- Cap ex this year has been around $225 million and will likely stay close to that elevated level for many years due to the reimagining of its stores, which should either lead to lowering or stagnating margins for the foreseeable future.
- The company has negative FCF when including cap ex.
- This year, Wendy's spent $126 million in cash on cap ex, with the remaining $99 million coming from other sources. To me, that means Wendy's will have to either increase its margins and FCF to pay the remaining cap ex costs, or more likely, it will continue to have to issue debt to fund the reimaging of its stores.
- While sales have been rising within Wendy's, costs have also been rising at about the same rate, which is why margins have not been increasing much as sales have improved.
- The company has quite a few related-party transactions that make me a bit uneasy, including with Mr. Peltz (former Wendy's executive and current chairman) and Trian Partners, the investment fund Mr. Peltz has formed with a couple of other Wendy's board members.
- Just one example of the questionable transactions is that Wendy's paid just under $640,000 in security costs for Mr. Peltz, who is a billionaire and could easily pay these costs himself.
- Trian Partners currently owns just under 25% of Wendy's and has three members on Wendy's board of directors, so Trian could exert a lot of pressure on Wendy's if it saw fit to do so.
- Due to some of the transactions that make me a bit uneasy; I do not trust management to do what is right for shareholders and increase shareholder value.
- The reimaging of its stores will most likely eventually lead to margin and sales growth.
- If Wendy's can get its costs under control, which it is trying to do now, it could achieve some margin growth.
- In my opinion, Wendy's has overstated its goodwill and other intangible assets and may have to restate or write down some of the value of those. Wendy's warns it may have to do this in its most recent annual report, which would lead to less perceived value in the company, and would probably drop the stock price further.
Wendy's has recently overtaken Burger King as the number two fast food hamburger chain in the United States. In this case, growth appears to be bad for shareholders, as its costs have been rising about in line with sales, which are why margins have not seen much growth. Wendy's margins are also generally quite a bit worse than its other fast food competitors', in my opinion, its debt levels and costs are too high, and I do not trust management to do what is right for shareholders.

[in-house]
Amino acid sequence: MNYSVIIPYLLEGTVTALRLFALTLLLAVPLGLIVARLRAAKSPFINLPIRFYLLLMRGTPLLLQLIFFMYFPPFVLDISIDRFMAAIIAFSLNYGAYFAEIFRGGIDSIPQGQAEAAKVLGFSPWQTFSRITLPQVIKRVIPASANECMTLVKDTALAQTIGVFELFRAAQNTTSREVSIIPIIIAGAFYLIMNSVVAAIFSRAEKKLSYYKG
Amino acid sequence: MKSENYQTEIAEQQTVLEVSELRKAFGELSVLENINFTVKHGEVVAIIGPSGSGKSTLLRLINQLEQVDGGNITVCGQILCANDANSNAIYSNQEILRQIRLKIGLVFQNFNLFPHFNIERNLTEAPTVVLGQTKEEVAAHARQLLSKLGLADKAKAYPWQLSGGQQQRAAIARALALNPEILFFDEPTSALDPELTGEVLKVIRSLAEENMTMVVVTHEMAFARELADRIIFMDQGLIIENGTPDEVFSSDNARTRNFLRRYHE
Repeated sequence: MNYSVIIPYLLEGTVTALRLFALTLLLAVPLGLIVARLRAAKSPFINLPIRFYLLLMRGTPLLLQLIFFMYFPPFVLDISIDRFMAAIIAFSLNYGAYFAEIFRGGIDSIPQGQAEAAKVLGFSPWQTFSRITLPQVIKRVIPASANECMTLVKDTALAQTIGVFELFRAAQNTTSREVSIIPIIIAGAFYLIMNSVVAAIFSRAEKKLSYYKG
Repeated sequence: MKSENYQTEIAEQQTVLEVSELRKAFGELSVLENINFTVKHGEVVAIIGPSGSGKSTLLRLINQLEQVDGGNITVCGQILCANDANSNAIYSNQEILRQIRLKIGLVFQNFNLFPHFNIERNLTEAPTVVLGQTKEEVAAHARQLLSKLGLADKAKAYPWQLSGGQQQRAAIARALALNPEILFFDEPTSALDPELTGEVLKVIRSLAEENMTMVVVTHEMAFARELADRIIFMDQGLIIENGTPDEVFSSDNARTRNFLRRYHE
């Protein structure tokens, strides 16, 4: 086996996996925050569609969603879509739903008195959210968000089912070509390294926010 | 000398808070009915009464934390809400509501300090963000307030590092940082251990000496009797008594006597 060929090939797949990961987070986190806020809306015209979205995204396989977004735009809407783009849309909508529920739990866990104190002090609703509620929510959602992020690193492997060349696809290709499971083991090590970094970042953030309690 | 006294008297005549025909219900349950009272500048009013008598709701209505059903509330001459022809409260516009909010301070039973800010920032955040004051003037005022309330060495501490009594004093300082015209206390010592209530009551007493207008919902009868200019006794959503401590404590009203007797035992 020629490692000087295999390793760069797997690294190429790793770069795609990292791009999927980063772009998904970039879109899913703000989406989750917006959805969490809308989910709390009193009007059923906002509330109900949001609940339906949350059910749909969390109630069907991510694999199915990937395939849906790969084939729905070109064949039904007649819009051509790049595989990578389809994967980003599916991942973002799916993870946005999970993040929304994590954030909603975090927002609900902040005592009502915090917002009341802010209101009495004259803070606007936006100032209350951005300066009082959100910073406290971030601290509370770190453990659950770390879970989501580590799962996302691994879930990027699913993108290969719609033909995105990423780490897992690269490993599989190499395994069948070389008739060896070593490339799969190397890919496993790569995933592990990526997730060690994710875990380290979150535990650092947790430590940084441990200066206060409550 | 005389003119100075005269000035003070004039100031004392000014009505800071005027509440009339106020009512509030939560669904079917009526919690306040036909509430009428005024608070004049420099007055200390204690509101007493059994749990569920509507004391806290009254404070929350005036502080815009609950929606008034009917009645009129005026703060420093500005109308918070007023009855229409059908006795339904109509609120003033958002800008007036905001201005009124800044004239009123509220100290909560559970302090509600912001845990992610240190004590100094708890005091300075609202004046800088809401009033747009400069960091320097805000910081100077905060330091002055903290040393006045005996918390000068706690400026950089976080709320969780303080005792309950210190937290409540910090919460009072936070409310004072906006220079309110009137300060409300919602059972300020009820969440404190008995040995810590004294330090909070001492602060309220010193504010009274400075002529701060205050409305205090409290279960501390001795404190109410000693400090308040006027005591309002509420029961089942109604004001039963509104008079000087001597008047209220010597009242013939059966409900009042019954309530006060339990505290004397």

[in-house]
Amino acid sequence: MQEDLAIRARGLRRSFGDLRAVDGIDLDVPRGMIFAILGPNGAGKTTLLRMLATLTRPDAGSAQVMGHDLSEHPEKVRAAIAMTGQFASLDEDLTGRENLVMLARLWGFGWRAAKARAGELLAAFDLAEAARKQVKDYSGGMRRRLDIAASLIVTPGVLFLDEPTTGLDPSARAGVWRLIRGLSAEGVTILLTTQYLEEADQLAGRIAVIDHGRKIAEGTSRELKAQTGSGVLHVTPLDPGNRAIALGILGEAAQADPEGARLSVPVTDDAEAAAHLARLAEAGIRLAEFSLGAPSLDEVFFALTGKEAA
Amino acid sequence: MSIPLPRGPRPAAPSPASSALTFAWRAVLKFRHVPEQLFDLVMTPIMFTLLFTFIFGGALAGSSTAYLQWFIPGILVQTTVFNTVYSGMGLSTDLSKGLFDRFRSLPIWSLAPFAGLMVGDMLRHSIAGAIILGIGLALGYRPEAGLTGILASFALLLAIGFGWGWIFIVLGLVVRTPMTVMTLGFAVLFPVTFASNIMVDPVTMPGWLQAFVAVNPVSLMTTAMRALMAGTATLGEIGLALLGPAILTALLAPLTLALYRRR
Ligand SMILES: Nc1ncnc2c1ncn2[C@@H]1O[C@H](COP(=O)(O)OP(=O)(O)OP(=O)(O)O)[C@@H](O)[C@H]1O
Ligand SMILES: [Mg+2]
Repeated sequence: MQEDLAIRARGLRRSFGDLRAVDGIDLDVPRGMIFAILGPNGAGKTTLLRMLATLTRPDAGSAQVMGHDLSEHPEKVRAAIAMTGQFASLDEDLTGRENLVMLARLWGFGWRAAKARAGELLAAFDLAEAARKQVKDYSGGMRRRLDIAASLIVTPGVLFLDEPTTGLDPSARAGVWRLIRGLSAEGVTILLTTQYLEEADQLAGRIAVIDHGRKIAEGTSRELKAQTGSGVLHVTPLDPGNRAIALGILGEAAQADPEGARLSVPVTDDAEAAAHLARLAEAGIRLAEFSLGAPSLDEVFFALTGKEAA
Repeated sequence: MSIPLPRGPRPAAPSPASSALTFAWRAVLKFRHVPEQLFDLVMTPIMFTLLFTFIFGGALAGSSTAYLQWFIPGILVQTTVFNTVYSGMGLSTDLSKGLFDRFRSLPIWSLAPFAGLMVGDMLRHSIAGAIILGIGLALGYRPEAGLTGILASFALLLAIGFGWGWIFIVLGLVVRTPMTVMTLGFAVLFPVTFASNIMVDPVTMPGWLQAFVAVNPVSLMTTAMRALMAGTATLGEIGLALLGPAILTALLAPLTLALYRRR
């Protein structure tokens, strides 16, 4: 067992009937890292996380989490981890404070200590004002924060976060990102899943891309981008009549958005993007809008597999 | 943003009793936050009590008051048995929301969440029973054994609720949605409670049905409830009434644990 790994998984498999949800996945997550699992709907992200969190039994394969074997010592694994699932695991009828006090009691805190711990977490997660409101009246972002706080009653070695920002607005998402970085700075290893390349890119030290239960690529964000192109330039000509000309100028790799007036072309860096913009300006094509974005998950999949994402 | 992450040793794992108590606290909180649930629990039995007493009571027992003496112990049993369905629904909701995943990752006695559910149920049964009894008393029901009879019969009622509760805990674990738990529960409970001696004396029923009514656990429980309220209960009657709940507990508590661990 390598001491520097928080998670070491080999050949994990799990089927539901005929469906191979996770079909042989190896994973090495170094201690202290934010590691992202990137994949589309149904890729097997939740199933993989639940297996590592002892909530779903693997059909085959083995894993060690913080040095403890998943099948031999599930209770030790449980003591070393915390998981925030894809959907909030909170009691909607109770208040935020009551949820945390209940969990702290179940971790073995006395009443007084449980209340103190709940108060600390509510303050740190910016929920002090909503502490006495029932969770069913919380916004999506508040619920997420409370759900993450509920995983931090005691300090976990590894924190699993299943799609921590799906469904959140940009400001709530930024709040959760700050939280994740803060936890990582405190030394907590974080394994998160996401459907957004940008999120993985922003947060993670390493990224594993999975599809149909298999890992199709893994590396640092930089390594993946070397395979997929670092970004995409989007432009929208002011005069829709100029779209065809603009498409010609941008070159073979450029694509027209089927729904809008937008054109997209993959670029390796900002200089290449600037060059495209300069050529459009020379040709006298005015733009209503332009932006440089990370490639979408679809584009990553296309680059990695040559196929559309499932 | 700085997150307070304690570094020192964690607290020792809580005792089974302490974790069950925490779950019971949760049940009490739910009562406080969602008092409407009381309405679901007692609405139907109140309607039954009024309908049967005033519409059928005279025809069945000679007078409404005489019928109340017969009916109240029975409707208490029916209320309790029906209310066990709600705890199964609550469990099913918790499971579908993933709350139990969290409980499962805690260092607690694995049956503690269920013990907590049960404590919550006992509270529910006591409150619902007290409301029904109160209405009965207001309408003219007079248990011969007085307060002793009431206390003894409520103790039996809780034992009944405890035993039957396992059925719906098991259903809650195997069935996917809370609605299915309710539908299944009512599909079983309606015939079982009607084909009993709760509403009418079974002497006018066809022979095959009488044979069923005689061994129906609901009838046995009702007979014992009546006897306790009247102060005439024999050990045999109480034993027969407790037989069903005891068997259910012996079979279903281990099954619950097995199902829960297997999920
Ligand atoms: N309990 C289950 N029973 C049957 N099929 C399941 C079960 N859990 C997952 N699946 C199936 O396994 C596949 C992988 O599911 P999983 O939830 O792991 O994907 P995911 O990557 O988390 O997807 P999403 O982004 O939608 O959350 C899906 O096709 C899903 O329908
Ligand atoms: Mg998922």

Wendy's appears to be destroying shareholder value with its high costs and debt levels, buying back its stock at overvalued prices, and continuing to grow its restaurant count and sales, but not improving its margins. Because Wendy's margins have not improved as sales have been rising, it looks like the company is growing at less than its cost of capital, which in my opinion, has led to value destruction for shareholders. The destruction of shareholder value will not reverse unless Wendy's can cut its costs and debt levels, and/or improve profitability, which probably will not happen for awhile due to some of the reasons stated above. Unless something drastic happens, in my opinion shareholders of Wendy's stock can only look forward to further value destruction of their shares in the future.
Having stated all of the above, I would estimate Wendy's intrinsic value to be my 5X EBIT and cash valuation of $2.70 per share. As a result, I do not think that Wendy's is even worth its reproduction value, and I would not even be a buyer of the company at my $2.70 per share estimate of value.
Even if Wendy's margins and sales do rise following the reimaging of its stores, which should happen, that will not take place for many years, as Wendy's has only recently started the lengthy reimaging process.
I hope I am wrong about Wendy's because food-wise, it is by far my favorite fast food restaurant. I hope it can fix its problems, and that it begins to thrive as a company. However, as an investment, I think Wendy's is the proverbial value trap, and I plan to keep my investment funds far away from the company.